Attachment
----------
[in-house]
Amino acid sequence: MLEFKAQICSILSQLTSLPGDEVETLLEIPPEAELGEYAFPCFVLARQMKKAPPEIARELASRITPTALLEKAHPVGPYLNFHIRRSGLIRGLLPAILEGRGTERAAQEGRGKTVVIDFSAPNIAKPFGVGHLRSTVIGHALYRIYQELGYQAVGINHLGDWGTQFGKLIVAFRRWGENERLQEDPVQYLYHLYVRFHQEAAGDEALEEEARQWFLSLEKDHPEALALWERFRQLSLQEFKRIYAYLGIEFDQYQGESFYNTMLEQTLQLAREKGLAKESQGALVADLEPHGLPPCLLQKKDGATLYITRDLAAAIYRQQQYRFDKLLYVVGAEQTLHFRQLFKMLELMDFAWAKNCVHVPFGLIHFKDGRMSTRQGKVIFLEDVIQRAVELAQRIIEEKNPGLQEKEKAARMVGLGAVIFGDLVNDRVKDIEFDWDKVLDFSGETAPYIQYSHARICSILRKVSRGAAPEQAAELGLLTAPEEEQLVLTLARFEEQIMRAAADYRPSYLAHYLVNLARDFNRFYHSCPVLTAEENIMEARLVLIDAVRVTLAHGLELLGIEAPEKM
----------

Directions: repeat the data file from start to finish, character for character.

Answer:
[in-house]
Amino acid sequence: MLEFKAQICSILSQLTSLPGDEVETLLEIPPEAELGEYAFPCFVLARQMKKAPPEIARELASRITPTALLEKAHPVGPYLNFHIRRSGLIRGLLPAILEGRGTERAAQEGRGKTVVIDFSAPNIAKPFGVGHLRSTVIGHALYRIYQELGYQAVGINHLGDWGTQFGKLIVAFRRWGENERLQEDPVQYLYHLYVRFHQEAAGDEALEEEARQWFLSLEKDHPEALALWERFRQLSLQEFKRIYAYLGIEFDQYQGESFYNTMLEQTLQLAREKGLAKESQGALVADLEPHGLPPCLLQKKDGATLYITRDLAAAIYRQQQYRFDKLLYVVGAEQTLHFRQLFKMLELMDFAWAKNCVHVPFGLIHFKDGRMSTRQGKVIFLEDVIQRAVELAQRIIEEKNPGLQEKEKAARMVGLGAVIFGDLVNDRVKDIEFDWDKVLDFSGETAPYIQYSHARICSILRKVSRGAAPEQAAELGLLTAPEEEQLVLTLARFEEQIMRAAADYRPSYLAHYLVNLARDFNRFYHSCPVLTAEENIMEARLVLIDAVRVTLAHGLELLGIEAPEKM